Al-Qaeda chief mourns slain Syria fighter, says infighting must end
Ayman al-Zawahiri called for Islamist fighters in Syria to end rivalry between al-Qaeda linked groups
Al-Qaeda chief Ayman al-Zawahiri has called for Islamist fighters in Syria to end the infighting that killed a one-time companion of Osama bin Laden earlier this year, according to an audio tape posted online.
In the message, Zawahiri mourned the death of Abu Khaled al-Soury, who was killed by an al Qaeda splinter group in a suicide attack in February, and lamented the “strife of the blind that has befallen the blessed land of the Levant.”
Soury was one of the highest-profile victims of rebel infighting that surged at the start of the year, pitting the Islamic State of Iraq and the Syria (ISIS) against rival rebels including other hardline Islamists.
Some 4,000 people have been killed in the clashes, according to the Britain-based Syrian Observatory for Human Rights.
The fighting has hindered the battle against President Bashar al-Assad and pushed rival rebel groups to consolidate power in their respective areas of control.
“Today this strife requires that all Muslims stand up against it and form a general view against it and against all who do not accept the independent sharia arbitration,” Zawahiri said in the audio message, referring to Islamic law.
Reuters could not verify the authenticity of the Zawahiri tape, which was posted on Friday, but the voice resembled that of the al-Qaeda leader.
Al-Qaeda said it was breaking with ISIS in February after disputes over the group's refusal to limit itself to fighting in Iraq rather than in Syria, where the Nusra Front is al Qaeda's affiliate.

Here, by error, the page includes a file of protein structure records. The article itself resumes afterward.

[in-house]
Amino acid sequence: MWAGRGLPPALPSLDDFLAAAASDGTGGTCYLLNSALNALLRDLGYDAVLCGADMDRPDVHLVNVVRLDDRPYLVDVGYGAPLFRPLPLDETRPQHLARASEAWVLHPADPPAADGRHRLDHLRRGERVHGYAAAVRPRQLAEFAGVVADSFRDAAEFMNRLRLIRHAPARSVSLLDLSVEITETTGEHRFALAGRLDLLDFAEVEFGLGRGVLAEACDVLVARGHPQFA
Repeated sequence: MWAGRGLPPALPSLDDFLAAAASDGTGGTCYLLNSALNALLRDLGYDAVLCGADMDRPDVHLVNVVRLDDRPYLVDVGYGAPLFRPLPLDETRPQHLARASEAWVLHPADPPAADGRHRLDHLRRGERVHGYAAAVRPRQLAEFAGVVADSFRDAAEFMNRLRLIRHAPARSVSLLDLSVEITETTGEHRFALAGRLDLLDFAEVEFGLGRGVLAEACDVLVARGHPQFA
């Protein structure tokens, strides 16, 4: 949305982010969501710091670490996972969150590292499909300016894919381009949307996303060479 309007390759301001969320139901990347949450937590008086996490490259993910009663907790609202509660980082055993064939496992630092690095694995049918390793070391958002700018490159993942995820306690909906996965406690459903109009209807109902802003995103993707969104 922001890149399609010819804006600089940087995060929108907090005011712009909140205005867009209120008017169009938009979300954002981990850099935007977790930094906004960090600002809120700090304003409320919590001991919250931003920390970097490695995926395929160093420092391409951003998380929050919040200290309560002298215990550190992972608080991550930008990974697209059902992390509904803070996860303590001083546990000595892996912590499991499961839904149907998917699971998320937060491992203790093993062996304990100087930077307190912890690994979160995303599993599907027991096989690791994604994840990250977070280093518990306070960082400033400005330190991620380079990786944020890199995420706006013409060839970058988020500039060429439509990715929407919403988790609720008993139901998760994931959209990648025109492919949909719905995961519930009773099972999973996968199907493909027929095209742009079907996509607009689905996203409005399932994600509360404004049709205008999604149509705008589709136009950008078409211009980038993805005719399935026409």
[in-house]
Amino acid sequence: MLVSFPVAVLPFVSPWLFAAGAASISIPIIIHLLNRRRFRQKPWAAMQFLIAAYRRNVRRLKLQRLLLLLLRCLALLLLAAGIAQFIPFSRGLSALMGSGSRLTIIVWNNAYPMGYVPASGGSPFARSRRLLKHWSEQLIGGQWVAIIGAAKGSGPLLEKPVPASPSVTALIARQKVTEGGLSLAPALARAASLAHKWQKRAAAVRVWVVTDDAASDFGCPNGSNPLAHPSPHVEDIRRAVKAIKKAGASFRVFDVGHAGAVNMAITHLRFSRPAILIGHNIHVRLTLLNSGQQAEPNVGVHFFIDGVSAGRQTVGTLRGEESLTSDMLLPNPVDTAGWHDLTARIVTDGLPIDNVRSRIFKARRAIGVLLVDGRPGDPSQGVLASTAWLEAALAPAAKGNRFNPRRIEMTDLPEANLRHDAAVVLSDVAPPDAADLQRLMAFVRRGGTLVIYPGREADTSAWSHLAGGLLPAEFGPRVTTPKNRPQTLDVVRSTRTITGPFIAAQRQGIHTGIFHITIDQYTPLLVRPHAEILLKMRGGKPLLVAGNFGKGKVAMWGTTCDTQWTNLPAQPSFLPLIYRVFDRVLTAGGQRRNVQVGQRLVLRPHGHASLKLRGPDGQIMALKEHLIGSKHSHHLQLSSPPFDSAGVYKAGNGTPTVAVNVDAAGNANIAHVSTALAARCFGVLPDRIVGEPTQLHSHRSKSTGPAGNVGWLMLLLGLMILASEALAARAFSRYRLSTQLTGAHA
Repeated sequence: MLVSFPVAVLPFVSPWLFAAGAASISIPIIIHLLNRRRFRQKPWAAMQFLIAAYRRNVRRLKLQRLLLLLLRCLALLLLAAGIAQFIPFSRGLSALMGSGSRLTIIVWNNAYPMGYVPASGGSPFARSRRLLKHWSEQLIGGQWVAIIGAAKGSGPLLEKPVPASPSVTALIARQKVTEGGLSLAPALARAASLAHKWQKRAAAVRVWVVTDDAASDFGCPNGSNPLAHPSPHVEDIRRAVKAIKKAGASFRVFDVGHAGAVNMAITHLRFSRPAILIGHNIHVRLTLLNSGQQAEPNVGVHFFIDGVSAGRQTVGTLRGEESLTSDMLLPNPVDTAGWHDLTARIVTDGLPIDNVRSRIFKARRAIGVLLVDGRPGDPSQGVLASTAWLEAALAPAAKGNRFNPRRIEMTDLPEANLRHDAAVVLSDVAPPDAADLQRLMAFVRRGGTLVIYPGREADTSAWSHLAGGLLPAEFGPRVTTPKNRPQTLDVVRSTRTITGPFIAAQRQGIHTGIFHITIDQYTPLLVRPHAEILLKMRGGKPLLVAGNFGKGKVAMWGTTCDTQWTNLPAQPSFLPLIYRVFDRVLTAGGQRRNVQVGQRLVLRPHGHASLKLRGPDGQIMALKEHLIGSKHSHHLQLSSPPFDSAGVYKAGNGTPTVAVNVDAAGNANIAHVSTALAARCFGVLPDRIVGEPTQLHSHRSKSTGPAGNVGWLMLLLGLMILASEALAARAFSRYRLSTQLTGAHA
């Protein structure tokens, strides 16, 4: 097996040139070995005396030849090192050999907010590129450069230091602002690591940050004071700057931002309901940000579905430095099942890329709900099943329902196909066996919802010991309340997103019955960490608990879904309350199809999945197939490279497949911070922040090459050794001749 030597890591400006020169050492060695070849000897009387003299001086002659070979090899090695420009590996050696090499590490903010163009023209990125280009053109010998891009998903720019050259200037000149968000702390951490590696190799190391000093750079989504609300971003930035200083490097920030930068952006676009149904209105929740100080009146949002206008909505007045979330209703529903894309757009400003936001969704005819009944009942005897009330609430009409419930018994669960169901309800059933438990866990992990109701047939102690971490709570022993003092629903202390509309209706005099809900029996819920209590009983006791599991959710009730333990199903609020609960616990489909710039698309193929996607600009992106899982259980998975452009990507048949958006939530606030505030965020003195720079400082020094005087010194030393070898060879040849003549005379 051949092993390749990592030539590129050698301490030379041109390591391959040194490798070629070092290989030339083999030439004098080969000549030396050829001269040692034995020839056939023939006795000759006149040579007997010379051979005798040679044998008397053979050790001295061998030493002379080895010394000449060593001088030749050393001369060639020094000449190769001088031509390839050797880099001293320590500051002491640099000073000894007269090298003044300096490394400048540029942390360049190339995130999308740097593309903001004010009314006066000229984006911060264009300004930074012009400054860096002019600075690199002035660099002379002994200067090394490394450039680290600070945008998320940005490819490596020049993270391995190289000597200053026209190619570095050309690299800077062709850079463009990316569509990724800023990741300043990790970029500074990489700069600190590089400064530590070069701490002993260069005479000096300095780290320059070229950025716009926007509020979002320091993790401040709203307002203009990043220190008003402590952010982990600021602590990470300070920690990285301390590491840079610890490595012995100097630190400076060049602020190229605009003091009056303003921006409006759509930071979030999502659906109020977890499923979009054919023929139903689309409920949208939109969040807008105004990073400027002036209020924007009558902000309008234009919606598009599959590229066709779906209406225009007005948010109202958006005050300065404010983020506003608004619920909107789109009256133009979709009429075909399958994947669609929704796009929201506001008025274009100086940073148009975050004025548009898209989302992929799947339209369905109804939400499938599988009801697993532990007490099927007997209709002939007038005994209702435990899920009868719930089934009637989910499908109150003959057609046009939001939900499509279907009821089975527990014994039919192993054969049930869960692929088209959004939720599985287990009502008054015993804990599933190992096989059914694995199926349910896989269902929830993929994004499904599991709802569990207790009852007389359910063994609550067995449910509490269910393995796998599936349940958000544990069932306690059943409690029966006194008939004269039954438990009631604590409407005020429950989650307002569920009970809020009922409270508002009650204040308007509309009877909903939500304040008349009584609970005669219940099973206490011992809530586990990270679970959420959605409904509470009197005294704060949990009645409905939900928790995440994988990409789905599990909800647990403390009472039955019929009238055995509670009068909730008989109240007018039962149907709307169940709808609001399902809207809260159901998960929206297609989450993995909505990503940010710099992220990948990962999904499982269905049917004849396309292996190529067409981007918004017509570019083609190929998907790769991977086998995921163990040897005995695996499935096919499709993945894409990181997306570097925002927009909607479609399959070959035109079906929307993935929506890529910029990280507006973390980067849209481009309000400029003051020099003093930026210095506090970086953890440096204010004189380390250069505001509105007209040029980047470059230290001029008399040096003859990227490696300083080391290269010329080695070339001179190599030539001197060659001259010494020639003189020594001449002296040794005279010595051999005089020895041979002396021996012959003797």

The Nusra Front and ISIS have occasionally clashed since the infighting erupted in January, but they have also fought side by side in some areas and the Nusra Front has tried to mediate between ISIS and rival rebels in others.
ISIS is a rebranding of al Qaeda in Iraq, which fought against American forces during the U.S. occupation. It draws strength from a core of foreign fighters and has imposed a strict interpretation of Islamic law in territories it controls.
In the audio tape, Zawahiri recalled knowing Soury since the days of the fight against Soviet Union forces in Afghanistan in the 1980s, and called for Islamist fighters to reject the infighting in Syria.
“Everyone who has fallen into these sins must remember that they accomplish for the enemies of Islam what they could not accomplish by their own abilities,” he said.
Soury was born in Syria's northern city of Aleppo in 1963. He was believed to have fought in Afghanistan and Iraq and was more recently a commander in the Syrian Islamist rebel group Ahrar al-Sham.
Although he did not specifically refer to ISIS, Zawahiri said Soury had seen echoes of past Islamist infighting in the clashes in Syria. “This sedition which Abu Khaled witnessed and warned of, God willed that it make him a martyr,” he said.